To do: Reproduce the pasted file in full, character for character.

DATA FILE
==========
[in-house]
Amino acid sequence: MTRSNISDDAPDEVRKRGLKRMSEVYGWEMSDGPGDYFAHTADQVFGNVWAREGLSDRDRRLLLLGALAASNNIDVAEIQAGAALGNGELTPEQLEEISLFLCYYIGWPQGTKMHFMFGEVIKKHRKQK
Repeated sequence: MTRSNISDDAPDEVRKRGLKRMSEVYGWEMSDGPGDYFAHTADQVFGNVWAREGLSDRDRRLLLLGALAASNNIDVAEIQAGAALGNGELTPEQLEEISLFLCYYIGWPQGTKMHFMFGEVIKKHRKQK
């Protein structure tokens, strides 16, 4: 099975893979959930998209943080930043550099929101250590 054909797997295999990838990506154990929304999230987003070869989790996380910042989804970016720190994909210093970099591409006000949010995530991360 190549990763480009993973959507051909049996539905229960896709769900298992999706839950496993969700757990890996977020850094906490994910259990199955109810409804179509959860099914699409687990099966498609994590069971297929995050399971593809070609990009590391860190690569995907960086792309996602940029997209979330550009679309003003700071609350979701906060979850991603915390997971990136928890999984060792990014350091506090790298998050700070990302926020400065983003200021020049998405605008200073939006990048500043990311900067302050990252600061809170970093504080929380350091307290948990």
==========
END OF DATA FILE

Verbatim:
[in-house]
Amino acid sequence: MTRSNISDDAPDEVRKRGLKRMSEVYGWEMSDGPGDYFAHTADQVFGNVWAREGLSDRDRRLLLLGALAASNNIDVAEIQAGAALGNGELTPEQLEEISLFLCYYIGWPQGTKMHFMFGEVIKKHRKQK
Repeated sequence: MTRSNISDDAPDEVRKRGLKRMSEVYGWEMSDGPGDYFAHTADQVFGNVWAREGLSDRDRRLLLLGALAASNNIDVAEIQAGAALGNGELTPEQLEEISLFLCYYIGWPQGTKMHFMFGEVIKKHRKQK
């Protein structure tokens, strides 16, 4: 099975893979959930998209943080930043550099929101250590 054909797997295999990838990506154990929304999230987003070869989790996380910042989804970016720190994909210093970099591409006000949010995530991360 190549990763480009993973959507051909049996539905229960896709769900298992999706839950496993969700757990890996977020850094906490994910259990199955109810409804179509959860099914699409687990099966498609994590069971297929995050399971593809070609990009590391860190690569995907960086792309996602940029997209979330550009679309003003700071609350979701906060979850991603915390997971990136928890999984060792990014350091506090790298998050700070990302926020400065983003200021020049998405605008200073939006990048500043990311900067302050990252600061809170970093504080929380350091307290948990």